National League Central Predictions

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Passan: Gazing into the crystal ball

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MLB Division Predictions: NL Central


Team (Projected 2006 Record)


Houston Astros 94-68

Overview: Miserable starts the last two seasons forced the Astros to play out of their mind down the stretch. A lineup with more punch thanks to the maturity of Morgan Ensberg and Jason Lane, and the acquisition of Preston Wilson, should take care of that. So long as the Astros can find at least one palatable starter to go with Roy Oswalt, Andy Pettitte and Brandon BackeRoger Clemens, perhaps, or prospects Jason Hirsh or Fernando Nieve? – the Astros should be among the best teams in the NL.


St. Louis Cardinals 91-71

Overview: A team without holes the last two seasons enters this season with questions. Who replaces Mark Grudzielanek at second base? Can So Taguchi bring the pop Reggie Sanders did in left field? Will Braden Looper be an adequate substitute for Julian Tavarez? Cy Young winner Chris Carpenter is back at the top of the rotation, and Sidney Ponson tries to come back at the bottom, though Anthony Reyes is waiting to replace him. A healthy Scott Rolen makes the Cardinals a playoff team.


Milwaukee Brewers 89-73

Overview: Everyone's chic playoff sleeper is about a year away. Give Prince Fielder and Rickie Weeks time to develop on the right side of the infield, and give Doug Davis, Chris Capuano and Derrick Turnbow time to prove they were more than one-year wonders. The Astros are getting old and the Cardinals vulnerable, and if manager Ned Yost and pitching coach Mike Maddux keep at it, they're heirs to the division title.


Chicago Cubs 81-81

Overview: Kerry Wood was hurt last year and Mark Prior is this year. The Cubs' lineup has the potential to be anemic. GM Jim Hendry and manager Dusty Baker are under fire. And to add insult, the White Sox won the World Series. Still, Derek Lee and Aramis Ramirez are at the corners, and Juan Pierre is bound to take enough pitches to again make him one of the game's best leadoff hitters. Average sounds about right.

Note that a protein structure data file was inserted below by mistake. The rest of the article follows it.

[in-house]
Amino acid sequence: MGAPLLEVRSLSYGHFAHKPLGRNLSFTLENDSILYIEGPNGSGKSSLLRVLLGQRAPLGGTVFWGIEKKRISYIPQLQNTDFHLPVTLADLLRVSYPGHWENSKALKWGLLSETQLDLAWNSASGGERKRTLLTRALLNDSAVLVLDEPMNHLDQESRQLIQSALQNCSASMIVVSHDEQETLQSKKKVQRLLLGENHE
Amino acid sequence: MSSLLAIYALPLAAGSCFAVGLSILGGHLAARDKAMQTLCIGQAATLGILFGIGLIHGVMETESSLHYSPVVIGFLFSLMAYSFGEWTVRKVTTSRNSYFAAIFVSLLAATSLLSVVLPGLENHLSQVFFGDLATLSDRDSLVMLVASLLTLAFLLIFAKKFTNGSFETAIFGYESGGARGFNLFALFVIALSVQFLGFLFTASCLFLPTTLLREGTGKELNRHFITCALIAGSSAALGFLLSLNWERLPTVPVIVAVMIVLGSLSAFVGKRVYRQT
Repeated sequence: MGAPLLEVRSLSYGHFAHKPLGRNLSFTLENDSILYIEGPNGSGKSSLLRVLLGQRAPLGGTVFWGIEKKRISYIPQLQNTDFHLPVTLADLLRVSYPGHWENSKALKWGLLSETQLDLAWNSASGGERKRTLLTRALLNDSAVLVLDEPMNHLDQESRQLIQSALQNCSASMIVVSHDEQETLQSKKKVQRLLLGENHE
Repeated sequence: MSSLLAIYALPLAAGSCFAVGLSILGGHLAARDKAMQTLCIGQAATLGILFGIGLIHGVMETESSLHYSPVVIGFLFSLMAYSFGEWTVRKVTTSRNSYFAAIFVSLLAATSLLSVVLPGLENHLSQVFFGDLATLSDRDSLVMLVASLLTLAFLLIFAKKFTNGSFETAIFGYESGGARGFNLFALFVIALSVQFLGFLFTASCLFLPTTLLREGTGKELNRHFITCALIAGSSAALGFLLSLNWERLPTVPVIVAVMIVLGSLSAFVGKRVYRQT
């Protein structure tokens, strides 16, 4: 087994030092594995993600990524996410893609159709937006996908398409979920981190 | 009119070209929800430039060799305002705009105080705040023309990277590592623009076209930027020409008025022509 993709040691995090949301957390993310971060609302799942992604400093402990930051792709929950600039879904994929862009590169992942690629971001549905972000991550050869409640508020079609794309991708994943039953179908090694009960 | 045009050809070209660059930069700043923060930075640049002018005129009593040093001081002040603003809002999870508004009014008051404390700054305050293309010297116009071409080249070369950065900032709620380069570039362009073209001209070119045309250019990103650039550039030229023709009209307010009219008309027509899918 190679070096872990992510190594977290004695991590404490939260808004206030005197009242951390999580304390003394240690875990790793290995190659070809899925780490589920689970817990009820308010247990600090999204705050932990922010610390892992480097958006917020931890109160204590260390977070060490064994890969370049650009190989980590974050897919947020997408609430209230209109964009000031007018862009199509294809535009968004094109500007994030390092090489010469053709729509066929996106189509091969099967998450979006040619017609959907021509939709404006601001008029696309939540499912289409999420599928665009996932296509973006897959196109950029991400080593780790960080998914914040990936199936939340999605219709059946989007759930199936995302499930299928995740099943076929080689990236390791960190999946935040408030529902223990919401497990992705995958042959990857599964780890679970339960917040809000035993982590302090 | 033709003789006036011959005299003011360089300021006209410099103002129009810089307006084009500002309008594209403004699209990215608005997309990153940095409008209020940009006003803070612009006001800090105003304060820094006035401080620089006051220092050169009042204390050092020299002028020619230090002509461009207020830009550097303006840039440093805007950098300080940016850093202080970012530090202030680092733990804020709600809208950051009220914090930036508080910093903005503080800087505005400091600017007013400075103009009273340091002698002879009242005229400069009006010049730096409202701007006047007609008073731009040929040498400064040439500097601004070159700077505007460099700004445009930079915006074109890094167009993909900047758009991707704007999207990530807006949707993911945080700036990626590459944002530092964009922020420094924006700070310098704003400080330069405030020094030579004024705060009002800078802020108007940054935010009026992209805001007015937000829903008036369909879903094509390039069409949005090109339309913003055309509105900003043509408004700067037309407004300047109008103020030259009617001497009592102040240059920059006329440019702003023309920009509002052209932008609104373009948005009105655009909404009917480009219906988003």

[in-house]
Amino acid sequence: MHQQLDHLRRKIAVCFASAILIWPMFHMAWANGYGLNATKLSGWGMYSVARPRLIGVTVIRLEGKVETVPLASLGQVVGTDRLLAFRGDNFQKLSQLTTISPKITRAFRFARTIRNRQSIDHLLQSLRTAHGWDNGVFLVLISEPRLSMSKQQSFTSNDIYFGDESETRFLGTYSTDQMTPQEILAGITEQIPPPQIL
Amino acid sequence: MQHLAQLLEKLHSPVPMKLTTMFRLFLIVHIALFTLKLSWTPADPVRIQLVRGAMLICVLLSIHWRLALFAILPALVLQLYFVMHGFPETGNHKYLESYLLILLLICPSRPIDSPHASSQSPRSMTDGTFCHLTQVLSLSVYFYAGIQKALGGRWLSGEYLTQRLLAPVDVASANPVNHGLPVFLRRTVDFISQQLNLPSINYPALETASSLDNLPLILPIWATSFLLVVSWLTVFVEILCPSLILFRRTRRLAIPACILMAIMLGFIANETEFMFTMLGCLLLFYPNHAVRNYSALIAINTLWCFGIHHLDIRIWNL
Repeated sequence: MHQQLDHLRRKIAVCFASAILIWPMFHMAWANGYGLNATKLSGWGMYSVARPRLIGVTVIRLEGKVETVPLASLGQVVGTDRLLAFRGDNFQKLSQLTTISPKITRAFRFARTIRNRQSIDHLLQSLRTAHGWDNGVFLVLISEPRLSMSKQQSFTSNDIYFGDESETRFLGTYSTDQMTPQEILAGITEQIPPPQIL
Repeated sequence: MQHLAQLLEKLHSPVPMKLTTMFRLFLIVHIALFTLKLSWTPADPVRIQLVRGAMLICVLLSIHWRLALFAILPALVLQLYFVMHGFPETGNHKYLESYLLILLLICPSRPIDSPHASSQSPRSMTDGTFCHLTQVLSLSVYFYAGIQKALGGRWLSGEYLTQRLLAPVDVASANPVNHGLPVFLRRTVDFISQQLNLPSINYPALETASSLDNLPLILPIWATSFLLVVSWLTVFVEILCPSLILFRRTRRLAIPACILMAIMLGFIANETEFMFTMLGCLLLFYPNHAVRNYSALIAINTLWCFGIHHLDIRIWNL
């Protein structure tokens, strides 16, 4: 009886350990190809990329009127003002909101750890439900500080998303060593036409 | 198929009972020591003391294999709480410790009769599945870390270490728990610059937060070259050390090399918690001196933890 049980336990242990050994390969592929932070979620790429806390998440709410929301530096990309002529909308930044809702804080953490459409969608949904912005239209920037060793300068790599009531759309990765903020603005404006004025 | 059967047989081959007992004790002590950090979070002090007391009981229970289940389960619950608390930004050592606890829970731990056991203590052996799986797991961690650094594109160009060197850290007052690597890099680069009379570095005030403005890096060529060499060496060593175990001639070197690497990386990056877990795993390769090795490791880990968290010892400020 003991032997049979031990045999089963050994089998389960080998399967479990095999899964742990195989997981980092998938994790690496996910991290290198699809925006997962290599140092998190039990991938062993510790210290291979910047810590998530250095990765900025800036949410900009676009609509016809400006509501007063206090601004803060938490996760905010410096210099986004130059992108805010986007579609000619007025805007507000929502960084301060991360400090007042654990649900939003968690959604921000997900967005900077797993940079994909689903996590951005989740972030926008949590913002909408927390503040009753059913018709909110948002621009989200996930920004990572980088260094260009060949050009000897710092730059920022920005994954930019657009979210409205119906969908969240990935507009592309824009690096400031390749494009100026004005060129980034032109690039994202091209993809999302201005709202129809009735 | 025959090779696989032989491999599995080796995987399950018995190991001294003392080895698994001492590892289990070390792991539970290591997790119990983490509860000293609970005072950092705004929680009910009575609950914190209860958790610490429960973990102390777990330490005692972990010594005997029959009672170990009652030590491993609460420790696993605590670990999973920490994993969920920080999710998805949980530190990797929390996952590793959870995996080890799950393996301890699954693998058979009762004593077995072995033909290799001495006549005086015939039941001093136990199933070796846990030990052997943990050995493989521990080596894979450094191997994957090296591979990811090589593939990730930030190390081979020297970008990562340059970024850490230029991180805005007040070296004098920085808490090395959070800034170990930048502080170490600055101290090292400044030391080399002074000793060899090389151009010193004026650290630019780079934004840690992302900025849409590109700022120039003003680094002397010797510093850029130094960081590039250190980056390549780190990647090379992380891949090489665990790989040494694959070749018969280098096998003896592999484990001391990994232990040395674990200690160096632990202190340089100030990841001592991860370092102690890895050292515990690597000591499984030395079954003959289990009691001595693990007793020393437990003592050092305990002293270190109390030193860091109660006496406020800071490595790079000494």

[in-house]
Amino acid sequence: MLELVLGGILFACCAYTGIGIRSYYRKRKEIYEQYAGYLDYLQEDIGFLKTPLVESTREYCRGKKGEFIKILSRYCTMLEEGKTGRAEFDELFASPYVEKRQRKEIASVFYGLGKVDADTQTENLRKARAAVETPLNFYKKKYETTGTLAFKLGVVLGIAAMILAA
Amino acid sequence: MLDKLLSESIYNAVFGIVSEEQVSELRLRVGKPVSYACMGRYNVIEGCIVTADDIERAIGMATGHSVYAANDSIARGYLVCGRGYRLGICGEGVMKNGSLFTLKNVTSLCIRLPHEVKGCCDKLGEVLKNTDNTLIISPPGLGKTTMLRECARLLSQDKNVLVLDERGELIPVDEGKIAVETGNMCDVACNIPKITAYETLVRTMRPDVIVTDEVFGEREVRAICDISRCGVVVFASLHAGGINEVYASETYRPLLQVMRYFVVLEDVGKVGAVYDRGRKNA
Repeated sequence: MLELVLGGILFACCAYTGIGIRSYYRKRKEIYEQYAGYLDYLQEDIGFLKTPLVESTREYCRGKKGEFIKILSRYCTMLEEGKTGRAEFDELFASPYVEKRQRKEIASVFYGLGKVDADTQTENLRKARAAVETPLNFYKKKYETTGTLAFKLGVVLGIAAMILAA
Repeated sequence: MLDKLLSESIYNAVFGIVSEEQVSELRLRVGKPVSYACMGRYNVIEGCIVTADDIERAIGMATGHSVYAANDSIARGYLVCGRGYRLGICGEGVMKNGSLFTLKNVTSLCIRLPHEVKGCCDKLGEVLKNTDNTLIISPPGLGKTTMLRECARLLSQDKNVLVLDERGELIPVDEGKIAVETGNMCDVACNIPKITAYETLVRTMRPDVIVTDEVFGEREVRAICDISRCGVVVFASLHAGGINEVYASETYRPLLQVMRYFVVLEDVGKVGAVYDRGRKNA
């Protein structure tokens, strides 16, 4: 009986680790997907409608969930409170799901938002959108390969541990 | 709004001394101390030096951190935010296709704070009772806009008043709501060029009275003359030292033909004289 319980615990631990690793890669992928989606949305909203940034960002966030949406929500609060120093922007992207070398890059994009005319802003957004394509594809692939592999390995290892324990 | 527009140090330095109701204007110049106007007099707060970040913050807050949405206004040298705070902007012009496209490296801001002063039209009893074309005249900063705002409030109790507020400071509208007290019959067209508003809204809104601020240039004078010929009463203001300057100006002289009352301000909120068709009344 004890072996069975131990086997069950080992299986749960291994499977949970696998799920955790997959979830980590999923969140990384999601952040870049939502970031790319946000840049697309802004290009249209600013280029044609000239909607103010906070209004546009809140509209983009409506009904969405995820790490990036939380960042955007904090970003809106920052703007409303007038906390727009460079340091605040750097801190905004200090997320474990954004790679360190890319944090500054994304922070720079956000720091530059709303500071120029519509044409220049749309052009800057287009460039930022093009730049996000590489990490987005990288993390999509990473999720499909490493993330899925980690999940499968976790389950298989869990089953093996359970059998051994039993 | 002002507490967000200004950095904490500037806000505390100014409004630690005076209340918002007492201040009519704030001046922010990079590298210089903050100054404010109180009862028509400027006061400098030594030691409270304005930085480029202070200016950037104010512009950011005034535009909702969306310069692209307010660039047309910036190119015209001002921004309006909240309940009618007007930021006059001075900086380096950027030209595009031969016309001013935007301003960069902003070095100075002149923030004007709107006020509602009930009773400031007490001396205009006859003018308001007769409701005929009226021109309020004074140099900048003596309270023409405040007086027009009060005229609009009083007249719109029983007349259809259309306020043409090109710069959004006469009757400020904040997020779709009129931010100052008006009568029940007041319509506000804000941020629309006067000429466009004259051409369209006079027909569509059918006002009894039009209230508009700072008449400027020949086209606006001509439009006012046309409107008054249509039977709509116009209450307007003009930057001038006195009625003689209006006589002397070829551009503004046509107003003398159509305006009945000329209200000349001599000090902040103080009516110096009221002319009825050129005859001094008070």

Pittsburgh Pirates 75-87

Overview: The Pirates, much like the Royals, spent money this offseason to, in part, quell the talk about them pocketing revenue-sharing dollars. And, like the Royals, they didn't do so foolishly, taking on short-term contracts and planning to devote big money to their young players. There are some good ones. Pitchers Zach Duke, Paul Maholm and Tom Gorzelanny – 132 big-league innings among them – will comprise 60 percent of the rotation. Keep an eye on young closer Mike Gonzalez, a Billy Wagner clone.


Cincinnati Reds 66-96

Overview: When GM Wayne Krivsky acquired Bronson Arroyo for Wily Mo Pena this week, it was the first step in revamping a pitching staff that had Aaron Harang as the No. 1 starter and still doesn't know its closer (Todd Coffey?). With Adam Dunn, Ken Griffey Jr. and second-year third baseman Edwin Encarnacion, who has looked tremendous all spring, the Reds will put up runs. Right now, though, Krivsky has plenty of work to do in his first season.

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